Because it's reboot time for Operating Systems


Category Theory and the Convergence

Credit to Daniel Clark

We believe the software industry has become overly compartmentalized and fragmented, which has prevented disruption automation. Software development remains far too labor intensive. Years ago, Wall Street stumbled into some advanced mathematics that suggests that software developers should be enjoying 100x gains in automation by now.

So what went wrong?

Putting on our LEAN hats, we went back to the 1960s Space Race and found that while Silicon Valley prefers to “separate” things, this only makes it harder to bring things back together (“composition”). Users clearly prefer a unified “smartphone” experience - and we already see this trend in hardware - so why can’t we bring this approach to software?


Something strange called “Curry Howard” suggests that databases, operating systems, data sciences, hardware and programming are really all the same thing … but over the years, the industry has erected artificial barriers between them. This idea may not be new... in fact we suspect the famous MIT Multics project ventured into this same territory but the math was still in its infancy at the time.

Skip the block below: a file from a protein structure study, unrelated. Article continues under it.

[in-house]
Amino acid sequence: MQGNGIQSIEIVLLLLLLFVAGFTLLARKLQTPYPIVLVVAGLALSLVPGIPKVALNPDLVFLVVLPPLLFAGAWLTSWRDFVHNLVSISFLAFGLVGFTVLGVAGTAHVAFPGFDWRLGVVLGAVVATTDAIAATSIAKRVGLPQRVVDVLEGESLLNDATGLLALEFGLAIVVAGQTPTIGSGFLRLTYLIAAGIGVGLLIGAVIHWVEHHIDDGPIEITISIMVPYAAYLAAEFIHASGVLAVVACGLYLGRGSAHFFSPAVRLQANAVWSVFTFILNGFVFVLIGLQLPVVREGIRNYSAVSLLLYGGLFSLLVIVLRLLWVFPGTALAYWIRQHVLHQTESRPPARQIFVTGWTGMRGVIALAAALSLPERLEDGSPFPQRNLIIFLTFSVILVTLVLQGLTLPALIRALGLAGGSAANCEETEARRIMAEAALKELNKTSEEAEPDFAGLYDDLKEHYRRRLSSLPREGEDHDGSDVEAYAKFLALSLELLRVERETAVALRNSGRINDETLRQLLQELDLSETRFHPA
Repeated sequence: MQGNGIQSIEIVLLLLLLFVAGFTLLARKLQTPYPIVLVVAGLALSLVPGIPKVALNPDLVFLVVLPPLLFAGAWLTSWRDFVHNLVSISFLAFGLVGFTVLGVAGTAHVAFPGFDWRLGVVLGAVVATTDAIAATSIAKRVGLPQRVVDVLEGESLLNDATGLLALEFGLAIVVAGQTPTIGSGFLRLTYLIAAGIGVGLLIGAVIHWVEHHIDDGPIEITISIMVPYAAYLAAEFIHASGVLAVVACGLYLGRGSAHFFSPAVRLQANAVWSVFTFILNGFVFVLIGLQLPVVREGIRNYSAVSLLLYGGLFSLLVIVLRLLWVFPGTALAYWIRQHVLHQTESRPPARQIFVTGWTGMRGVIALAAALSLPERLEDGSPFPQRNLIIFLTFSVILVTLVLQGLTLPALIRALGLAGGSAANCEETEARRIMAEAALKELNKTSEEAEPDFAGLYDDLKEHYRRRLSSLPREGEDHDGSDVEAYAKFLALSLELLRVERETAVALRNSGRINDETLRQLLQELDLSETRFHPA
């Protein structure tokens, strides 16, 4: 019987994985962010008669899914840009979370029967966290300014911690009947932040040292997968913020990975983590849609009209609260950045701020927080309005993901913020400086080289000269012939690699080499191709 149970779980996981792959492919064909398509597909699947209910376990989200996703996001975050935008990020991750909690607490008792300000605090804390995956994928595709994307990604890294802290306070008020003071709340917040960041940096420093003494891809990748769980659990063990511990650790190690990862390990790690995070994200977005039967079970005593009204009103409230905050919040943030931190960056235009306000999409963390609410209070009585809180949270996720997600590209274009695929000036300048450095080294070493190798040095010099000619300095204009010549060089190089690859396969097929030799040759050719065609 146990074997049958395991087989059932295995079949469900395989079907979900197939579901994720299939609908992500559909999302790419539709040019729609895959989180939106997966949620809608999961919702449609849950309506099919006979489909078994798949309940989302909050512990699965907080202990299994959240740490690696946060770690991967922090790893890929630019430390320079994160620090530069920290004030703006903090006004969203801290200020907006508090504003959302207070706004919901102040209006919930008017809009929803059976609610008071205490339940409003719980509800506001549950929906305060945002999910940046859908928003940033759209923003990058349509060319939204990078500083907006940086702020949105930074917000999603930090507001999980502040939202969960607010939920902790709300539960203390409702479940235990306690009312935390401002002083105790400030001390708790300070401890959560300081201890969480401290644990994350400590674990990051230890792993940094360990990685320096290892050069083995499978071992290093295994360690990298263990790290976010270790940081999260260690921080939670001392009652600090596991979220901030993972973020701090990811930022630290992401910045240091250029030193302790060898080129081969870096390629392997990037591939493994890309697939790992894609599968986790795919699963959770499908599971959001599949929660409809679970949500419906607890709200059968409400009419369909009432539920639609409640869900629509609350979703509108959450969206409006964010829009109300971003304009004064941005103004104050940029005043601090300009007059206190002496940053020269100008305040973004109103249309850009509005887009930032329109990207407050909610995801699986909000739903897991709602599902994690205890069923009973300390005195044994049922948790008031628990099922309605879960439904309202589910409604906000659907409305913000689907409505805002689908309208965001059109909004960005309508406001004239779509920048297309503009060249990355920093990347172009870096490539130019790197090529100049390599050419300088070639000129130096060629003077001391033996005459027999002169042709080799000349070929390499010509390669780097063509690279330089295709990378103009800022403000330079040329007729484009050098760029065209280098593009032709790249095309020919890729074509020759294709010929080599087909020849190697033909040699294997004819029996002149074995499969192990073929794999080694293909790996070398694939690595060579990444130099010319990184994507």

While a “siloed” approach served the tech industry well for years, the downside is a DX (developer experience) that is reaching limits of complexity. It’s time for LEAN Manufacturing -style automation to come to software — and this may require a much overdue upgrade of the entire infrastructure.

Category Theory (CT) presents a mathematical foundation for cleaning up and consolidating a lot of unfinished business in the computing industry. You can think of Category Theory as next-gen “relational” except it “joins” across code and processes as well as data. Because everyone told us this was impossible, we went ahead and built Multix to show what applied CT and Curry Howard looks like in practice.


It is pointless trying to explain math to investors. However if you worked in finance, you probably already know Category Theory is notorious for crazy things like burritos and monads and awesome memes...


If you are an ambitious startup that is tired of the lack of innovation from Silicon Valley and eager to disrupt Big Tech - please contact us !!